Selfies have been linked to eating disorders, plastic surgery, and even suicides, but the trend is not abating according to health workers and social media users.
Instagram model Essena O’Neill drew attention to the negative impacts of social media earlier this month when she quit the popular social media platform, calling it “fake”.
Sydney sociologist Dr Greg Martin told The Newsroom social media had a huge negative impact on how teenage girls perceived themselves, with users reporting greater concerns, mental health and body image issues than non-users.
“Young teenagers are using social media in an unhealthy way, leading to negative foundations of bad physical and mental health upon their lives,” said Dr Martin.
“People constantly search for a part of them that they can be proud of but even if the mirror cracks you won’t be able to see your own ideal self, it’s a reflection of what you want to be that changes the way you view yourself.”
Jenna Ryan, beautician and part-time model at Victoria’s Secret, told The Newsroom that young women were going out of their way to take good photos for social media and were even having plastic surgery to improve their appearance and receive more attention.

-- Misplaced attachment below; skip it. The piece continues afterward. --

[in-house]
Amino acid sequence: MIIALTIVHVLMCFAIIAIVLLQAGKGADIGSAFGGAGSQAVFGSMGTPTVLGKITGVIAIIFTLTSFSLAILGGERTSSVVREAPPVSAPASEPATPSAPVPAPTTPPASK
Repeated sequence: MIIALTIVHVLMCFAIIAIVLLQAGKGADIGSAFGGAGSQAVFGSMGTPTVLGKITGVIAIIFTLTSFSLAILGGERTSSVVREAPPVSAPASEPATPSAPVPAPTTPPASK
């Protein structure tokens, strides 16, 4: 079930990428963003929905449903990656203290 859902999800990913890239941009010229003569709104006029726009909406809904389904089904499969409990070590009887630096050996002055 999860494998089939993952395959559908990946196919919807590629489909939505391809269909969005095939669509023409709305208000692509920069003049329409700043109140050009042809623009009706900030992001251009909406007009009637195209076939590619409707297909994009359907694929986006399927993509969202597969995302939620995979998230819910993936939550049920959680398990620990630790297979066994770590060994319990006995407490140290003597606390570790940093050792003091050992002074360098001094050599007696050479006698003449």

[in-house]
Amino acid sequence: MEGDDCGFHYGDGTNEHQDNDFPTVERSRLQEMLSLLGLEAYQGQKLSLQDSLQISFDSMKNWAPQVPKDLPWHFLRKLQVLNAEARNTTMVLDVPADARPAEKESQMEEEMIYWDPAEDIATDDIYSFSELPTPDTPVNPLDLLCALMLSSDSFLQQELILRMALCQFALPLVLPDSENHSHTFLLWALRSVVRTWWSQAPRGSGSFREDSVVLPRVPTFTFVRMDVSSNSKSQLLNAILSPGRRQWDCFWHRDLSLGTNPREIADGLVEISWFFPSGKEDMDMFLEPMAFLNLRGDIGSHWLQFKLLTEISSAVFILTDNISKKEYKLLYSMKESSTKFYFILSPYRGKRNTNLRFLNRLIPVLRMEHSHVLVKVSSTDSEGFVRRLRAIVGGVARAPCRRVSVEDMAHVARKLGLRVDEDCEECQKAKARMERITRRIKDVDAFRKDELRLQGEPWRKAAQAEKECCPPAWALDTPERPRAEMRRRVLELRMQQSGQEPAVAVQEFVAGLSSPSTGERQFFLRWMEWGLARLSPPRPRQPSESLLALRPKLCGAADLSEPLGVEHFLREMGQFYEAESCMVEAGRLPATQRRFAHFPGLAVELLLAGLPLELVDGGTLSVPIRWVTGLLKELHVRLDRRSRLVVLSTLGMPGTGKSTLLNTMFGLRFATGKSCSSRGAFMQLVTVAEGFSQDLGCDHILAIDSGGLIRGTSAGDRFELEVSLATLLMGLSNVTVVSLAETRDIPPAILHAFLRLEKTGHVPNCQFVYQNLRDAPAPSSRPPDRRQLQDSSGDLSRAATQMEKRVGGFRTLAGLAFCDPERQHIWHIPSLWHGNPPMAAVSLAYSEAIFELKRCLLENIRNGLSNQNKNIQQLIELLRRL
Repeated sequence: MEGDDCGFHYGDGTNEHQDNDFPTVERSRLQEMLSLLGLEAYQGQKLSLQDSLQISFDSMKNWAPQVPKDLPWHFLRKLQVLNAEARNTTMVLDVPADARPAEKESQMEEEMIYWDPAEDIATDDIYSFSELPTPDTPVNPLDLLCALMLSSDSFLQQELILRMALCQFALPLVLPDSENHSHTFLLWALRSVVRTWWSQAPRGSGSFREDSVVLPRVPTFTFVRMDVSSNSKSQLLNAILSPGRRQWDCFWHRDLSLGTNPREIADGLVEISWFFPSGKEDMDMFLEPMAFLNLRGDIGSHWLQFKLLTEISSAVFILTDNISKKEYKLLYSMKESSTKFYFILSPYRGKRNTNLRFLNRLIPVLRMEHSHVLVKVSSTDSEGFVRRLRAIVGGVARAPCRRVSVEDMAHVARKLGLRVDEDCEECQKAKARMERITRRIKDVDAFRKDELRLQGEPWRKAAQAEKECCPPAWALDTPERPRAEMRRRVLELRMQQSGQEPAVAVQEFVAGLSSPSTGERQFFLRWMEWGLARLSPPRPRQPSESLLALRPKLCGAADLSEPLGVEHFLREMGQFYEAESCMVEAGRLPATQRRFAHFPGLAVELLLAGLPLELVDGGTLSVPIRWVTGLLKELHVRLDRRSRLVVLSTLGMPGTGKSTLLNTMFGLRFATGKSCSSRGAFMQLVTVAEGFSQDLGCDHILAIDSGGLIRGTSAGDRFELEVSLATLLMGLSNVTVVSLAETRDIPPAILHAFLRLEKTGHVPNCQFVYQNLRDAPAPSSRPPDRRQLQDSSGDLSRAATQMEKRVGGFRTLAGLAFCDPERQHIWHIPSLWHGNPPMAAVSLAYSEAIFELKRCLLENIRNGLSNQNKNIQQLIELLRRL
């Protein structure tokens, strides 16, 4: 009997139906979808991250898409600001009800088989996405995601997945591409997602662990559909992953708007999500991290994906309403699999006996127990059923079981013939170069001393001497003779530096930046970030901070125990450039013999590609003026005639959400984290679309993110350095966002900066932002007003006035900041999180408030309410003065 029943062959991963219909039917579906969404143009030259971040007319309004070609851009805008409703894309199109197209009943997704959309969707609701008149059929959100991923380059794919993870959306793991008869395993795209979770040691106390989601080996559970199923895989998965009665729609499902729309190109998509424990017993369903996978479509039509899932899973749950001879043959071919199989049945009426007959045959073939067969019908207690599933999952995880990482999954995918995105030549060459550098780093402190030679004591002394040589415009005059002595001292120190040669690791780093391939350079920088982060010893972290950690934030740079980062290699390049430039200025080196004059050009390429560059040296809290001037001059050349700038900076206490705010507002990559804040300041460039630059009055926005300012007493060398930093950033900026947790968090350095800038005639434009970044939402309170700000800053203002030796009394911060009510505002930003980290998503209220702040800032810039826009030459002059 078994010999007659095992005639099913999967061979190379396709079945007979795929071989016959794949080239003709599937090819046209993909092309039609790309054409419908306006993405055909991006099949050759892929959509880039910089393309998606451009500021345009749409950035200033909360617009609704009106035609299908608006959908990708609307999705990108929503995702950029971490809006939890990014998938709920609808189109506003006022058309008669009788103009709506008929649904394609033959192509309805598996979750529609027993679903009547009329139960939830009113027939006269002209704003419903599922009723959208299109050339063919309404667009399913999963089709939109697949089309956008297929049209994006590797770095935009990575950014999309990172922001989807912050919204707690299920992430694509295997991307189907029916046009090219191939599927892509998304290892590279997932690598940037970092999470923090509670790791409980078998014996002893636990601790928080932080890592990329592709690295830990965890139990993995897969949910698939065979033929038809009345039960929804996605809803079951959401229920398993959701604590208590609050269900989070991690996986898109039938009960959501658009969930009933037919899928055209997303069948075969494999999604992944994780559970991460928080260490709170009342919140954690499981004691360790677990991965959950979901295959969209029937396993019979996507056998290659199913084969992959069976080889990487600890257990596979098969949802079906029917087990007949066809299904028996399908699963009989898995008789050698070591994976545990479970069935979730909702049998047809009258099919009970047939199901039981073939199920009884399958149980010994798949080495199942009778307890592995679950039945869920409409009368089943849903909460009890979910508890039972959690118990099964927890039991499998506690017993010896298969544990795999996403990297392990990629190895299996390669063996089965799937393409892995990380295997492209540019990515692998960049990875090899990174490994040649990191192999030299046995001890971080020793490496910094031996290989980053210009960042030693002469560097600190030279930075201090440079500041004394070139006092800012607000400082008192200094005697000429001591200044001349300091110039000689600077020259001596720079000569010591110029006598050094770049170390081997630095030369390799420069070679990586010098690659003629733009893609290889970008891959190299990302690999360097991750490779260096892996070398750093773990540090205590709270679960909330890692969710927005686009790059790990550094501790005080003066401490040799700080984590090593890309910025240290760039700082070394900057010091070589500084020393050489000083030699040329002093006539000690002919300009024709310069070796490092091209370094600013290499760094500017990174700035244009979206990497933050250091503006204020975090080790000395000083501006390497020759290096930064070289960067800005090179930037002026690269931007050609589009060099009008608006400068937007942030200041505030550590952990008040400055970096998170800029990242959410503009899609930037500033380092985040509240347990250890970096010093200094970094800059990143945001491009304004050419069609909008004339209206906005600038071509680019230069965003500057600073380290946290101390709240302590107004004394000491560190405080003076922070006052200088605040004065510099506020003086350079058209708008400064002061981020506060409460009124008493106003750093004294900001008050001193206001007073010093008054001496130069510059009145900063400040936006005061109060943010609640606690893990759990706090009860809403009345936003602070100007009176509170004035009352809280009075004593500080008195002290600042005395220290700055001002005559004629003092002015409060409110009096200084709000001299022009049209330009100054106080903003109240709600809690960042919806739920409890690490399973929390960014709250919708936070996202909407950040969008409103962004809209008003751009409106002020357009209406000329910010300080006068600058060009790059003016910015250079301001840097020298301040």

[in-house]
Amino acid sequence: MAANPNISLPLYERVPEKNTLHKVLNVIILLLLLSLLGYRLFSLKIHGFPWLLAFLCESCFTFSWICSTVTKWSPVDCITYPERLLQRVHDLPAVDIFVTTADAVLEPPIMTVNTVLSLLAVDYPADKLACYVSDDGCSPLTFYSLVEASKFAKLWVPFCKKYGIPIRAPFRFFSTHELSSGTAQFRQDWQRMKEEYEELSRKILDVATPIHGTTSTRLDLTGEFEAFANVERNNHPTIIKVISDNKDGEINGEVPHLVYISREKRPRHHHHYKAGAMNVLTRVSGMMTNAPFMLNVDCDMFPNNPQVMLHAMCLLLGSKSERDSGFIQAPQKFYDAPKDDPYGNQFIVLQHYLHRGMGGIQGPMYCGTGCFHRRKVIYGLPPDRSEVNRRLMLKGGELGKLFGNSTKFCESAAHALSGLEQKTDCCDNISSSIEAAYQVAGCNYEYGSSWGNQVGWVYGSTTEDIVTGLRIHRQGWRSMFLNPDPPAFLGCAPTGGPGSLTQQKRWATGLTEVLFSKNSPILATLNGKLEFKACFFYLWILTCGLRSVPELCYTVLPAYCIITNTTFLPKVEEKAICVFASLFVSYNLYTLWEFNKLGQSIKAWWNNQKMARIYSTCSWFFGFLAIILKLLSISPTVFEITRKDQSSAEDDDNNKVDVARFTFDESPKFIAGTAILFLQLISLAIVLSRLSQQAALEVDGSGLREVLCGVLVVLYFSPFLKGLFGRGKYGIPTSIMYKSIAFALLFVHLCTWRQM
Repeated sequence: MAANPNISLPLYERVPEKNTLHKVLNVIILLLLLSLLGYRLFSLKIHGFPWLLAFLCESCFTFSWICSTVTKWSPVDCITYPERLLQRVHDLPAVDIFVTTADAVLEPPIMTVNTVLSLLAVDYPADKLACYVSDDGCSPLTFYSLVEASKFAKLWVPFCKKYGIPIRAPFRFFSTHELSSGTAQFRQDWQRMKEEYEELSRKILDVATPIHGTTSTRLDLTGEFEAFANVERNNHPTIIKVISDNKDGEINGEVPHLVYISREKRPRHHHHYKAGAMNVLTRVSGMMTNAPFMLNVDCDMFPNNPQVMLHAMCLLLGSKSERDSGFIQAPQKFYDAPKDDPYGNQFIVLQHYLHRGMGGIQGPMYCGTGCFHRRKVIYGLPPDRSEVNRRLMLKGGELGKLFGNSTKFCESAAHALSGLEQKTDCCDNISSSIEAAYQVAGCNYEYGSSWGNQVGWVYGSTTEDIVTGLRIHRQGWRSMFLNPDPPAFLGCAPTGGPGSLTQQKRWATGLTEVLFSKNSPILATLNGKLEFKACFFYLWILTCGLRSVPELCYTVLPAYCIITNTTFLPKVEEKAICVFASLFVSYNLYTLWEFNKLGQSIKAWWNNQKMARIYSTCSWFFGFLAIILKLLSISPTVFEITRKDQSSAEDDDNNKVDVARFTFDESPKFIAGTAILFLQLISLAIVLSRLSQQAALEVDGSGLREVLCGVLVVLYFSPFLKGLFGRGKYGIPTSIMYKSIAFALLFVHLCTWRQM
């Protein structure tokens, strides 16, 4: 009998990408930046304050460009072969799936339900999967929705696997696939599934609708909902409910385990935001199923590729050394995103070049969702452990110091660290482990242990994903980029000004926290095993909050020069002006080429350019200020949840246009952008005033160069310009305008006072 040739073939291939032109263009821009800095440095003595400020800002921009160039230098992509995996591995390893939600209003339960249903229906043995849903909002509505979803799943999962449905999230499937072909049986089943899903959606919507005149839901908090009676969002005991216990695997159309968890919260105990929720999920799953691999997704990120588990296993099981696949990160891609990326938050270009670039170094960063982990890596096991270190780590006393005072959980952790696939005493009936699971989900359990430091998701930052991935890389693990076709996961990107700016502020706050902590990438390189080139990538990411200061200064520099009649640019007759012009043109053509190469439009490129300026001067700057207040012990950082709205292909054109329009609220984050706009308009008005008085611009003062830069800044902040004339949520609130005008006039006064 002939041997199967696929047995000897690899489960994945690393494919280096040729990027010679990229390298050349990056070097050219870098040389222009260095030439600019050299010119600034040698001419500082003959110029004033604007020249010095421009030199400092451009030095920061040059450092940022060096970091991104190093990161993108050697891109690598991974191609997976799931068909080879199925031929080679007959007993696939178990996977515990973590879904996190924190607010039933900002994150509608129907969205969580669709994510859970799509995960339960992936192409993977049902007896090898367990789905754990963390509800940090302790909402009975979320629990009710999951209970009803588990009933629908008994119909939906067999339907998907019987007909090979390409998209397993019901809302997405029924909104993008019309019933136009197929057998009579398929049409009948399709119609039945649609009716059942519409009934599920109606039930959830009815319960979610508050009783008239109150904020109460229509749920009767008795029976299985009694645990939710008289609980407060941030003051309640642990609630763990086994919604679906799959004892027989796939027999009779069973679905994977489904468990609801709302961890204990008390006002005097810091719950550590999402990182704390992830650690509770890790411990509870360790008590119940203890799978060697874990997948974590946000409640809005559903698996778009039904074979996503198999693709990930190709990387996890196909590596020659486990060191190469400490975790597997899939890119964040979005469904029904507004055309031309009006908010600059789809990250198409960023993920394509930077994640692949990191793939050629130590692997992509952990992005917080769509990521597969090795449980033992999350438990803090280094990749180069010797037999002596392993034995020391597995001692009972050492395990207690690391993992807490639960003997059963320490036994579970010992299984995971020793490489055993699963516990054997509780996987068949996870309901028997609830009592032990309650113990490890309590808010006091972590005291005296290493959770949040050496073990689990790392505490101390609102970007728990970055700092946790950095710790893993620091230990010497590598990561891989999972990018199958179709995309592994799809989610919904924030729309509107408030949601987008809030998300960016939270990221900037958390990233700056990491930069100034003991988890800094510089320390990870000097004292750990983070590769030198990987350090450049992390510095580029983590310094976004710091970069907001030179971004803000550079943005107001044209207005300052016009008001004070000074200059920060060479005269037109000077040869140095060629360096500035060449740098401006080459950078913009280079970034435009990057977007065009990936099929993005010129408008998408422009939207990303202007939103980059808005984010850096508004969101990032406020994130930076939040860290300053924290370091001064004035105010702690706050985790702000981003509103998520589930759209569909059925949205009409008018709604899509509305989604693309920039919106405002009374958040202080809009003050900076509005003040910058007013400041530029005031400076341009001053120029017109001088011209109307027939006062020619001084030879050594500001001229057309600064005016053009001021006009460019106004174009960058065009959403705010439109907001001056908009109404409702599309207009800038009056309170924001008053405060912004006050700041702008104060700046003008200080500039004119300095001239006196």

“Selfies and pictures, in general, are causing me serious issues with my self-esteem and body image,” Ms Ryan said.
“I usually spend a great amount of time grooming myself before I go out because I know that I will be taking photos. I got a boob job and a butt implant to improve my selfies and, as a beautician, I receive more clients and fame on my blog because of how I look and carry on.
“I take selfies everywhere I go. It has become a habit.”
Markita Manuel, a business manager in Sydney, told The Newsroom she competed in last year’s “No Makeup Selfie” viral campaign that raised over $2 million for charity by asking women to post a bare-faced selfie under the caption #nomakeupselfie.
“I entered the no makeup selfie campaign earlier this year to raise money for cancer awareness. Seeing all those selfies without makeup made me feel better about myself,” said Mrs Manuel.
“Selfies are causing me harm because I feel as if I’m constantly pressured to compete on social media with my peers in terms of the photographs that we post and how many likes and comments we receive.”
Thinspiration is an example of dangerous online movements that young teenage girls have become involved in. Instead of posting pictures of healthy and fit women, the photos display thigh gaps and visible ribs under the hashtags: #thinspiration and #bodygoals.
Western Sydney dietician Heather West told The Newsroom that she’s dealt with a lot of teenage girls who blamed social media for a negative impact on their diet. Ms West believes it teaches them how to “hate themselves instead of love the skin they are in”.
“Not being healthy isn’t the problem, it’s that social media users are supporting negative movements promoting that the skinnier you are the more you’ll fit in whilst we all know that in the end our differences makes us who we are as individuals,” said Mrs West. – Soheir Adas
— ㅤ (@SKlNNYANGEL) November 12, 2015
— Fjaerlett (@fjaderlatt) November 12, 2015
Top photo of self-weight machine by Ben Atkinson-James